Friday, April 24, 2009
Wow. Hard to believe it's been one year today since I finally took my life and health into my own hands. One year ago today, I came back to Sparkpeople (after joining and leaving twice before). I have to admit that I was pretty skeptical at first. What would make this diet any different from the rest? A year later, I can tell you it's like comparing apples and oranges.
A few things I have learned in this year...
1.) A diet is temporary. You stop once you lose the weight. Keeping weight off requires a lifestyle change. And you don't have to give up everything you love and exercise like a maniac. You actually can have a normal life, full of yummy delicious food - including ice cream and chocolate (in moderation, of course).
2.) I've learned that I am worth more than I've always sold myself for. I've never given myself much value. Why not? Is my life worth any less than someone else's just because I may not be as pretty, fit, outgoing, etc? No. My life is worth just as much President Obama's. And so is everyone else's.
3.) Other people can only walk all over me if I let them. I am only a victim if I want to be. I spent years working through lunch for various reasons. None of those reasons matter. Why should I get upset when the phone rings right after I take a bite of my lunch? I left the phone on. When one of my agents walks in when I'm eating and wants me to do something, why do I get upset and do it anyway? All I need to say is "I'm on lunch right now, but I'll get it when I'm back." If they get mad, then too bad.
4.) I may look silly or stupid when I'm outside exercising, but no one cares. Let them point and laugh and say crude remarks. Most likely, I'll never see them again anyway, and even if I do so what. I am making myself healthy and fit, and when I'm thin these are the same people that will drive down the street whistling and making more crude remarks. Some people are just like that; no matter what you look like, they will have something to say.
5.) And exercise is not the devil. It's not something designed to make us miserable. Actually, exercise can be fun. The key is finding exercises you enjoy and do those. No one loves every kind.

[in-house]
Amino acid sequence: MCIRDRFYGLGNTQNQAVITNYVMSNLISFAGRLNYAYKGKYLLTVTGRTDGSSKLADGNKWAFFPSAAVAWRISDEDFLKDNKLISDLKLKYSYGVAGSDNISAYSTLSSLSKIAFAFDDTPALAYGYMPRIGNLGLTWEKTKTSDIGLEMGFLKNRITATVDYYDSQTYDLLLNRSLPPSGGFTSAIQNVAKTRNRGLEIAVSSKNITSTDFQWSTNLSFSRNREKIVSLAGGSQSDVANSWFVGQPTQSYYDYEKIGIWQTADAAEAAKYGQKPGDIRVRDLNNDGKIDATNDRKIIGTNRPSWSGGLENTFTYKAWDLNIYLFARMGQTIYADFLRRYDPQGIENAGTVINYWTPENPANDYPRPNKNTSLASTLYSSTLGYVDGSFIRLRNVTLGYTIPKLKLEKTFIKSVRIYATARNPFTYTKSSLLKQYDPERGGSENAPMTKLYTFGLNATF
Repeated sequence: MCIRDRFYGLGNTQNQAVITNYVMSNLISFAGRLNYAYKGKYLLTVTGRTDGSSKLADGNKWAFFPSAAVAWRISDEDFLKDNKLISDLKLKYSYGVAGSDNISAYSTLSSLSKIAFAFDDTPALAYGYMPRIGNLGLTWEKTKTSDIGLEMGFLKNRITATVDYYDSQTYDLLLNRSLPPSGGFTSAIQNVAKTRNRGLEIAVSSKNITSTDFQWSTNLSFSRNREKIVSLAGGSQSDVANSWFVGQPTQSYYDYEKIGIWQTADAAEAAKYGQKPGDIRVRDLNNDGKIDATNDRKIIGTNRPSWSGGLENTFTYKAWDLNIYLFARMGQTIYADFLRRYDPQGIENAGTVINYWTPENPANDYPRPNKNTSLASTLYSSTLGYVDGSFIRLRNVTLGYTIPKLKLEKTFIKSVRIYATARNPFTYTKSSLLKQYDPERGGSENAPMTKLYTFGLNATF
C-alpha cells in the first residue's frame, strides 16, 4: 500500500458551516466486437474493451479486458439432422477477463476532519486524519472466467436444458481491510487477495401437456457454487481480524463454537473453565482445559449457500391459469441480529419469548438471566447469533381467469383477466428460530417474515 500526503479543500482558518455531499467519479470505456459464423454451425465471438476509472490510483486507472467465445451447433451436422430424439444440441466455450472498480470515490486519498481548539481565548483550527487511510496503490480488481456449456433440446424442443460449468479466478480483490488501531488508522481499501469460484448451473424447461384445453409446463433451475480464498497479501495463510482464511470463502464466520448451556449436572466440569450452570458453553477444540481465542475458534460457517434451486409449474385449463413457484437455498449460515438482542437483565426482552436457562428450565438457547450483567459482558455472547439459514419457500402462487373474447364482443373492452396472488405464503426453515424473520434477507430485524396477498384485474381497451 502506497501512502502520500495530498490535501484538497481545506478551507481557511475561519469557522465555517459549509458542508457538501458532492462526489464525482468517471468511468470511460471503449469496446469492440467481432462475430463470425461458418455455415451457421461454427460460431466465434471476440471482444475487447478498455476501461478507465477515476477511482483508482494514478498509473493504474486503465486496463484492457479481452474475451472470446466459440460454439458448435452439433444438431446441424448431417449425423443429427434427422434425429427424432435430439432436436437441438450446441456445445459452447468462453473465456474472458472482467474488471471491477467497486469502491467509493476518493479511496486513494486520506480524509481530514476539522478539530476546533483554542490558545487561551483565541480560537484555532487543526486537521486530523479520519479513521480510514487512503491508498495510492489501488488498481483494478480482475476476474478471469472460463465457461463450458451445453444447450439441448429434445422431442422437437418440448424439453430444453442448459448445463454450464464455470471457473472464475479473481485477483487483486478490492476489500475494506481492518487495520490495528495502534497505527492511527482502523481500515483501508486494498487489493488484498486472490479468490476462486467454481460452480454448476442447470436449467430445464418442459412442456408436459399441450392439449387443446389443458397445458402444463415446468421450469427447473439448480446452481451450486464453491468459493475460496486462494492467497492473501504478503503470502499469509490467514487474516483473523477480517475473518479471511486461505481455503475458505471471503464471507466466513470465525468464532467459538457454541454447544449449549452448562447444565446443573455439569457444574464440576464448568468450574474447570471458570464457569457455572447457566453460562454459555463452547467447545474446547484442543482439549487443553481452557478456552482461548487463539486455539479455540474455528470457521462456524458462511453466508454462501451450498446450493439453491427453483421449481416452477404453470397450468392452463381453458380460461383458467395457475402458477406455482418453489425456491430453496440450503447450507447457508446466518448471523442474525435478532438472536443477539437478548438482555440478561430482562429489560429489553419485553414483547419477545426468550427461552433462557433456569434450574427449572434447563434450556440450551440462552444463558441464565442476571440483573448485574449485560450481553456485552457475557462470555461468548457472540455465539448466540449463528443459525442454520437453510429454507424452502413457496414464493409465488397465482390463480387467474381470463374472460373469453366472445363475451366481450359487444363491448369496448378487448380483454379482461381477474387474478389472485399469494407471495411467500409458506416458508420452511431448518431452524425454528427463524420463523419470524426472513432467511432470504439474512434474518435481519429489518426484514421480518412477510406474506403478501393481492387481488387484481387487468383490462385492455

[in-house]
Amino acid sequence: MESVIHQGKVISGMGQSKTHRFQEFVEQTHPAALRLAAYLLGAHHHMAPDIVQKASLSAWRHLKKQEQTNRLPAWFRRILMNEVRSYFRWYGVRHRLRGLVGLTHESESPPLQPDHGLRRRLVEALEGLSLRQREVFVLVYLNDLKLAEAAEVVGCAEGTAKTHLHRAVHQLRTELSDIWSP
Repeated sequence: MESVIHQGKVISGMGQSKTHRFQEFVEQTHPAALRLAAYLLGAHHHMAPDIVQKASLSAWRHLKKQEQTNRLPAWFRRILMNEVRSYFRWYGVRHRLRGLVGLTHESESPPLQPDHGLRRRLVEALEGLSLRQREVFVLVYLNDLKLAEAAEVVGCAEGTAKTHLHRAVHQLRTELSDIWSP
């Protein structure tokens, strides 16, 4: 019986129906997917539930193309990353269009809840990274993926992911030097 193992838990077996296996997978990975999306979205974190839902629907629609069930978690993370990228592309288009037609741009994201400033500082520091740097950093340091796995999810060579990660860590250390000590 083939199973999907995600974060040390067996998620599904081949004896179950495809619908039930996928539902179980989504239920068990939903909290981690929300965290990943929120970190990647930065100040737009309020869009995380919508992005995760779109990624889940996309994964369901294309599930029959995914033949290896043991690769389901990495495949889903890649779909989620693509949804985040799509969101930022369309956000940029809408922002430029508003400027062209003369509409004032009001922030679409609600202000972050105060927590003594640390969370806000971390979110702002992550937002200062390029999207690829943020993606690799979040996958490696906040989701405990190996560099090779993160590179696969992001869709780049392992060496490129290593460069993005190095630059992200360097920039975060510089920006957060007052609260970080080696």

6.) Same with food. I don't have to live on broccoli and carrots for the rest of my life. I can eat whatever I want, as long as it's in moderation. And some things are best not bought. And going to the grocery store hungry is not a good idea. Cause then everything looks so delicious.
7.) Friends and family who don't support me 100% don't need to be in my life. A real friend isn't going to tell you "You won't make it", "You'll just regain it all back", or even the seemingly innocent "Oh you don't need to lose weight" and "You shouldn't lose that much; you'll be too skinny". If you say something to them and they keep at it, move on. I get enough negativity and drama from TV, thanks.
8.) Sometimes the best way to motivate yourself is to motivate others. Happiness and motivation are contagious. The more you encourage someone else, the more you'll feel it for yourself.
9.) I'm a food addict. Always will be. So I need a lot of inner-strength and will-power to be able to make healthier choices. And I cannot have those if I beat myself up for small mistakes, or if I allow others (whether real or imaginary) to negatively influence my decisions. If I think of this as a punishment, it will be. But it's not. It's a great opportunity to be the best person I can be.
10.) No one can have respect for me if I don't have enough respect for myself to take care of myself. When I consciously take control over what I eat and exercising, I feel better. I have more confidence and pride in myself. I have more respect for myself, and therefore so do others.
I can honestly say that I'm not the same person I was a year ago. That's a good thing, because I don't want to be her anymore.
When I started on this journey a year ago, all I wanted was to lose a few pounds. What I found was myself.